India has two main groups of Islands. There are 204 islands in the Bay of Bengal called as Andaman and Nicobar islands and 43 islands in the Arabian Sea called as Lakshadweep islands The Andaman & Nicobar island extends from north to south in the Bay of Bengal. They are bigger in size. An active volcano is located on the Barren Island in Andaman & Nicobar group of islands. Lakshadweep islands are located near Malabar coast of Kerala in the Arabian sea. They cover an area of 32 sq km. Kavaratti is the capital of Lakshadweep. These islands are formed by corals and endowed with a variety of flora and fauna. These islands are important tourist attraction underwater activities like snorkeling, such as diving, deep-sea diving, and other sports make these island more popular.

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Posted in Geography

The Peninsular Plateau

updated on March 17th, 2019

It is part of ancient land mass called Gondwana level. It covers an area of nearly 5 lakh It is spread over the states of Gujarat, Maharashtra, Bihar, Karnataka and Andhra Pradesh.

River Narmada divides the peninsular plateau into two parts : The central highlands and Deccan Plateau.

(i) The central Highlands: It extends from Narmada river and the northern plains. A ravallis is the important mountain which extends from Gujrat through Rajasthan to Delhi. The highest peak of the Aravallis hills is Gurushikhar (1722m) near Mt. Abu. The Malwa Plateau and Chhota Nagpur plateau are parts of the central highlands. River Betwa, chambal and Ken are the important river of Malwa plateau while Mahadeo, Kaimur and Maikal are the important hills of chhota Nagpur plateau. The valley of Narmada is lies between the Vindhyas and the satpura which flows east to west and joins the Arabian sea.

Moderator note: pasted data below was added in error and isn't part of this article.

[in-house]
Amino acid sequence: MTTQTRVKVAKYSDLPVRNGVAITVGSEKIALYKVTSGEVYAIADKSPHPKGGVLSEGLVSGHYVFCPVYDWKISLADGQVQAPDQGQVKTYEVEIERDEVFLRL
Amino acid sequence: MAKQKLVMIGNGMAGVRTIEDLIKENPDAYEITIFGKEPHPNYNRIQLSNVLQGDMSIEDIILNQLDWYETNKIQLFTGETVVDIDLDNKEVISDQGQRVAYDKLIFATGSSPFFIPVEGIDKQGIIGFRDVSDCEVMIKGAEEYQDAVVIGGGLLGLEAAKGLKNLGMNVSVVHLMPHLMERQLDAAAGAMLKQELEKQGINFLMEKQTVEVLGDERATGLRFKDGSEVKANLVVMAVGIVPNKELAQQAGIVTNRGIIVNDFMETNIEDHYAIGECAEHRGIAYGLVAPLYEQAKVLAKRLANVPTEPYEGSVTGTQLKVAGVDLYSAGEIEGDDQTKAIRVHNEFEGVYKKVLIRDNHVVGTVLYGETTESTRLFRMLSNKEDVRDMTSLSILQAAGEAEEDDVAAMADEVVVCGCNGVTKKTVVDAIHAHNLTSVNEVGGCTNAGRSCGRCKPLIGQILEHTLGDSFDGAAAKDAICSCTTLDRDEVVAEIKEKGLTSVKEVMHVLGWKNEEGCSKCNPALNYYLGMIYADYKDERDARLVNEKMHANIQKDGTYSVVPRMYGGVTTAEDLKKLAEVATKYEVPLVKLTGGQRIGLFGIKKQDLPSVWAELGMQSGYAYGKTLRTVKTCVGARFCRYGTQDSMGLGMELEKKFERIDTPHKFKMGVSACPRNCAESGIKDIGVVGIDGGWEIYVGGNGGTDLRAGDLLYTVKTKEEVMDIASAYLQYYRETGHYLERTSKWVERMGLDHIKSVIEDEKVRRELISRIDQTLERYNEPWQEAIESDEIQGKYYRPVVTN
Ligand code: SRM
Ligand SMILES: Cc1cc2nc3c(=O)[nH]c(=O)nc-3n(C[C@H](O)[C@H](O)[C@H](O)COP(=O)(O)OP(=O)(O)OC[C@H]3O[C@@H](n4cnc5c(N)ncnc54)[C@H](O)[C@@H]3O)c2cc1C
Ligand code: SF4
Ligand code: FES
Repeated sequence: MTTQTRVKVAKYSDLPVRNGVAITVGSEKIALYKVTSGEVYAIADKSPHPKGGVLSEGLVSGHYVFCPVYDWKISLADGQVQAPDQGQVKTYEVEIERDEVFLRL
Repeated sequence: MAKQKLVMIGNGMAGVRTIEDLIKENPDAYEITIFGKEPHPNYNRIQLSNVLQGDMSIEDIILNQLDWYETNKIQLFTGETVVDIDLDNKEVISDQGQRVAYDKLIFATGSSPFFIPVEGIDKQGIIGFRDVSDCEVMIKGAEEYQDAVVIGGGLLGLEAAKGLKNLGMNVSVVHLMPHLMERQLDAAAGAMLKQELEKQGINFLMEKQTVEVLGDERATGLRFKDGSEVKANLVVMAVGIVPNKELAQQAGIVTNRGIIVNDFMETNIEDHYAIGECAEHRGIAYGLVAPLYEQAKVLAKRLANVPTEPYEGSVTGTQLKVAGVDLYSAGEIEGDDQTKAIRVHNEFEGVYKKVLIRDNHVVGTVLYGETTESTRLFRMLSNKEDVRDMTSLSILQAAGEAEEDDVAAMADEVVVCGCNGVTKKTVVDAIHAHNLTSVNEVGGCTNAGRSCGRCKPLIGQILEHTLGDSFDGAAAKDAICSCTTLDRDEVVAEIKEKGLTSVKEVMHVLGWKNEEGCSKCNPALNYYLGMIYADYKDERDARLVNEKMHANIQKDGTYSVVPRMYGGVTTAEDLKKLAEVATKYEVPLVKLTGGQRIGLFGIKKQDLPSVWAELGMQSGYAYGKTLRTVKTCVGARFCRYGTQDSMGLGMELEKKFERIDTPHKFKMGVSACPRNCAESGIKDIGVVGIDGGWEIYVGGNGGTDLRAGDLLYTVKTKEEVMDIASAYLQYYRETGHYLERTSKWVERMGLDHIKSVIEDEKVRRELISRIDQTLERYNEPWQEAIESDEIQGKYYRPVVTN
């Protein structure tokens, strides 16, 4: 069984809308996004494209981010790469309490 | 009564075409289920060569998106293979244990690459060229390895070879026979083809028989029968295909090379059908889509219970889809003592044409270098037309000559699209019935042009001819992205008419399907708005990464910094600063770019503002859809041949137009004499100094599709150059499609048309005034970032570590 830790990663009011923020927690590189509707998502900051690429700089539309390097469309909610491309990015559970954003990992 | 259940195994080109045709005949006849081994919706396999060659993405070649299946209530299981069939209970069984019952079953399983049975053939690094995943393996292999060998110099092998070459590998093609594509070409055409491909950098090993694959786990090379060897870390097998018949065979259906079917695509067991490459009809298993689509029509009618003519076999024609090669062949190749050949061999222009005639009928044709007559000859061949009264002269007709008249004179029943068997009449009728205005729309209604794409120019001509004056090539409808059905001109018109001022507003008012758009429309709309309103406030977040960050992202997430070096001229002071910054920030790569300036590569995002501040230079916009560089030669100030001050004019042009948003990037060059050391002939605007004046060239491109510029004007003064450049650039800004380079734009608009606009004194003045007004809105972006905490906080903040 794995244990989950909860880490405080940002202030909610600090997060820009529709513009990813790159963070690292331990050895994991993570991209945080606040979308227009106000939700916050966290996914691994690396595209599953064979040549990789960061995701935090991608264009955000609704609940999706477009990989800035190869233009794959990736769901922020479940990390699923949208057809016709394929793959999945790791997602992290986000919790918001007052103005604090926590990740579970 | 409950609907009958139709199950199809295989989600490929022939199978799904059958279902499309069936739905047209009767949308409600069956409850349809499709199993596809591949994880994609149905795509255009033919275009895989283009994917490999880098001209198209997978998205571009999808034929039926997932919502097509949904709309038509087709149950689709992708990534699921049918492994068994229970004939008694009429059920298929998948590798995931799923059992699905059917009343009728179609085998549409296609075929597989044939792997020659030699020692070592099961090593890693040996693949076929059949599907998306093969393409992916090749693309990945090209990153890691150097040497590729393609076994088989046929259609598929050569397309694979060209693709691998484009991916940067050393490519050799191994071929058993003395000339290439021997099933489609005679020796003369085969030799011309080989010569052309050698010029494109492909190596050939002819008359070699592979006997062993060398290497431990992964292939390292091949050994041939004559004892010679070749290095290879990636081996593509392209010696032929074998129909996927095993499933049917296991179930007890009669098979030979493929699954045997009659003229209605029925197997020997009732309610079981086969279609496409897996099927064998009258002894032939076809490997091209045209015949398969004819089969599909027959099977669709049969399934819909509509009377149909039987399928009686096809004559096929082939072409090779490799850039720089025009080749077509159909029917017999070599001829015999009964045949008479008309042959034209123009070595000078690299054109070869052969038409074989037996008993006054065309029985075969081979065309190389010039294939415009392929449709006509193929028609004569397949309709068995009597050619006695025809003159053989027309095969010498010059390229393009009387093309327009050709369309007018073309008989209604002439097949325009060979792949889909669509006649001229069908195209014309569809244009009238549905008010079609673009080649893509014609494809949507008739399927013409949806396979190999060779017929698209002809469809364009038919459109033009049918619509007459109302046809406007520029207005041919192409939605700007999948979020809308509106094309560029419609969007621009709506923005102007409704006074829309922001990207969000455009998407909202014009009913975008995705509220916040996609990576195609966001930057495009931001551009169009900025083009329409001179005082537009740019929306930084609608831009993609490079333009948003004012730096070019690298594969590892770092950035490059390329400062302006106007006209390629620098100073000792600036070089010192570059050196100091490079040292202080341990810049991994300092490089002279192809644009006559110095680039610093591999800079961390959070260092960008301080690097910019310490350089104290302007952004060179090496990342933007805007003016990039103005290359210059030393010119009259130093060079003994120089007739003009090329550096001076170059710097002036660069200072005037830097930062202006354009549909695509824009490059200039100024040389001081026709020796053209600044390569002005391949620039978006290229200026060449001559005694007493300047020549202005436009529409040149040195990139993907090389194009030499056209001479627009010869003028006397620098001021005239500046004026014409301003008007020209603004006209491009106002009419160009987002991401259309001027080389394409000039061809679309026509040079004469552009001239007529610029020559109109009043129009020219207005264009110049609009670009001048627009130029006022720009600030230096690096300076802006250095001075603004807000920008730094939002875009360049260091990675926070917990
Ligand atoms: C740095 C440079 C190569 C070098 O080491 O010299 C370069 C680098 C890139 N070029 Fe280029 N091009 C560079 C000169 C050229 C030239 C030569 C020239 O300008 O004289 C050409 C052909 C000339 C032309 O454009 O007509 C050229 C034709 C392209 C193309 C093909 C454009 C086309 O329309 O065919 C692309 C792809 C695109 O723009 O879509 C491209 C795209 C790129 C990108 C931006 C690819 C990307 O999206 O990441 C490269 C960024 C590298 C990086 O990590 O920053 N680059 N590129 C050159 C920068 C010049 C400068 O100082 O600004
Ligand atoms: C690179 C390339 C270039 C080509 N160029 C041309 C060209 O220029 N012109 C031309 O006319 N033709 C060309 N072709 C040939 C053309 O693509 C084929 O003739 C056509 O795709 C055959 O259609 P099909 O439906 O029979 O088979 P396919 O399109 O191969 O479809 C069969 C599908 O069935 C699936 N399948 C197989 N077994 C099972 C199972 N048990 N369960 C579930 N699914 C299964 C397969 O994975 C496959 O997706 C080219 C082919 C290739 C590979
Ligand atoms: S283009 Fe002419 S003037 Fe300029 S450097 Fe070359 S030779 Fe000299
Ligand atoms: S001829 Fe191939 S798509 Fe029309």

(ii) The Deccan Plateau: The Deccan plateau is separated by a fault (A fracture in the rock along which rocks have been relatively replaced), from Chota Nagpur plateau. The black soil area in the Deccan plateau is known as Deccan trap. It is formed due to volcanic eruptions. This soil is good for cotton & sugarcane cultivation. The Deccan plateau is broadly divided into:
(a) The Western Ghats
(b) The Eastern Ghats

(a) The Western Ghats: If you look at map (Fig. No. 9.6), we will see the
Western Ghats or Sahyadris lie on the Western edge of the Deccan plateau.
It runs parallel to the western coast for about 1600 km. The average elevation of the Western Ghats is 1000 metres. The famous peaks in this area are Doda Betta, Anaimudi amd Makurti. The highest peak in this region is Anaimudi (2695m.). Western ghats are continuous and can be crossed through passes like Pal Ghat, Thal Ghot and Bhor Ghat. The rivers like Godavari, Bhima and Krishna flow eastward while the river Tapti flows westward. The streams form rapids & water falls before entering the Arabian Sea. The famous water falls are Jogfalls on Sharavati, Shiva Samudram falls on Kaveri etc.

(b) The Eastern Ghats: The Eastern Ghats are discontinuous low belt. Their average elevation is 600 m. They run parallel to the east coast from south of Mahanadi valley to the Nilgiri hills. The highest peak in this region is Mahendragiri (1501 m). The famous hills are Mahendragiri hills, Nimaigiri hills in Orissa, Nallamallai hills in Southern Andhra Pradesh, Kollimalai and Pachaimalai in Tamilnadu. The area is drained by the Mahanadi, Godawari, Krishna and Kaveri river systems. The Nilgiri hills join Western & Eastern Ghats in the south.